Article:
Discussion in 'Hardware' started by desertlap, Dec 21, 2018.
lol sorry @JoeS & @lovelaptops that's exactly what I meant!
Does the Surface 3 counts? It's the only PC I have
Does my Nintendo Switch count? I got it January 2018 and it's been unconditional love since then.
Got it. Coupla thoughts/questions:
1) Does Lenovo deserve full credit when both its quality control and customer support - even with bus. class devices, from what I've read, is sub-par? Designing a near-perfect product - even at a high price point - usually earns one a small but meaningful market share, but I would argue that the entire effort becomes a fail when the quality and support aren't top rate. I wonder if that better explains its lack of market acceptance.
2) Given what premium prices the market bears for products like Macs and Surface Books, both of which are flawed in many ways and are missing critical features they should have, but because they stand for the highest quality products being produced they sell well and command ultra high prices.
I don't profess to have the answers here, just suggesting that what drives consumer adoption is more than features and specs, and that Lenovo could use some navel-gazing time to decide what it wants it's brands to stand for. "X1" could be a 3rd premium brand, but has some work to do to earn that positioning. "ThinkPad" has lost that over the past 5 yrs, IMO.
I'm not sure about the designation of the highest quality products being produced...not with the driver & update/firmware fiasco's with the Surface line, flickergate, pen jitter/interference etc.
Microsoft products only have good support if you live w/in the US/Canada and near to a Microsoft store. EDIT AND have Complete.
What Microsoft has at it's advantage is mindshare, it's managed to step into a niche that Apple has either lost interest in or lost control of since they refuse to make regular and meaningful updates to their laptop line.
Thinkpad sadly has not maintained it's reputation since being taken over my Lenovo. In my personal experience they've been much quicker to respond to hardware issue's than Microsoft has been(maybe that has worsened in the timeframe you've referenced), and have international support.
But they will never be considered as sexy or desirable as the Macbook & Surface lines no matter what functionality/features they offer.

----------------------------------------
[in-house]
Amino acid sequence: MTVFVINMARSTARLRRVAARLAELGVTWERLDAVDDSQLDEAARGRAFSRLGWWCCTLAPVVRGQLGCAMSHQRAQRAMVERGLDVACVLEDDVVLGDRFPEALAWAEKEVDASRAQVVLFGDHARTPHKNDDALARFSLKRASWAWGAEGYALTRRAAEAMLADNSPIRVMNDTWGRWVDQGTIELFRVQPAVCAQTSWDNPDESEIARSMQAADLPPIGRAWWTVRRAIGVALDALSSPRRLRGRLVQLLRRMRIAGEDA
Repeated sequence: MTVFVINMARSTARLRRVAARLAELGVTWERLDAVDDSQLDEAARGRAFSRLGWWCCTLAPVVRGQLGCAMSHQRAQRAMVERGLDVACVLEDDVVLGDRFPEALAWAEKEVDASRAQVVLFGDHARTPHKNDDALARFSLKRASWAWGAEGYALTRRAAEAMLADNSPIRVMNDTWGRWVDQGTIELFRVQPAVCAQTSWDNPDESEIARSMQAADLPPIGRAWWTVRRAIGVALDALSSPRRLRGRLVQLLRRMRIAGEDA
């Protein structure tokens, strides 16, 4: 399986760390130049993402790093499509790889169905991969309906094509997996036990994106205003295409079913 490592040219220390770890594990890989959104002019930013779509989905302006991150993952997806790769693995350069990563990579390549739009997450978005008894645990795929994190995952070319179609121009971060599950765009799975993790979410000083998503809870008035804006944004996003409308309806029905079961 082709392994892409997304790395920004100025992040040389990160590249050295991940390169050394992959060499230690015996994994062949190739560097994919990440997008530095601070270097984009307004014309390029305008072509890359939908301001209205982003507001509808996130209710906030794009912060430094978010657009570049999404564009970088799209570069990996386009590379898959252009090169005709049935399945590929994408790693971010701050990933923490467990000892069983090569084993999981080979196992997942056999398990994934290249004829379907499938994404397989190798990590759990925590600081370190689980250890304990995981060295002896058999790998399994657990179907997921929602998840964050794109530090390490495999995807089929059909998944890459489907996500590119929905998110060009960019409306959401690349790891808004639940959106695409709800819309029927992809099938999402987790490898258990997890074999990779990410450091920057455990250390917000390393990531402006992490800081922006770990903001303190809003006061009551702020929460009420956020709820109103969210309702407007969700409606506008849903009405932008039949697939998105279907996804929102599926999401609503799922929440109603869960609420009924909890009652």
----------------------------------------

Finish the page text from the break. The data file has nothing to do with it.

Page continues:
I guess I'd like to nominate Huawei Mate 20 X.
It is the first device to challenge Samsung in the sub 10" penabled device strata.
Some of still kling to Samsung Galaxy Note 8.0 from 2013 and Asus Vivo Tab Note 8 from 2015. Somehow the Huawei gives me hope that there is still life in that niche market.
I'd have to say the One Netbook One Mix 2S Yoga Pocket Laptop, although I don't have one. I have a GPD Pocket 1, and I'd say it works really great running Ubuntu Linux (sure, and runs Windows 10 well, too). These little devices have plenty of RAM and storage. It's a very convenient size and it's power enough for lots of work. The One Netbook Yogas fold, of course, and have a stylus (which I've heard only a very little about-I think it's an active one, but I don't know which), so it fits into the tablet PC category. I'm really tempted to get this Yoga for the stylus, but my old(er) GPD Pocket 1 continues to work well, so it's hard to pitch it.
I'm very intrigued by these new "tiny" laptops though for my needs they haven't reached the price/performance intersection that would motivate me to purchase - actually, it seems that the latest model has sufficient performance, but it is still more than I would spend for a "tertiary" computer. That said, I really think they need to drop "Netbook" from their marketing because those devices, while revolutionary, were so dramatically under-powered that the term unduly penalizes the true performance gains in the latest models.
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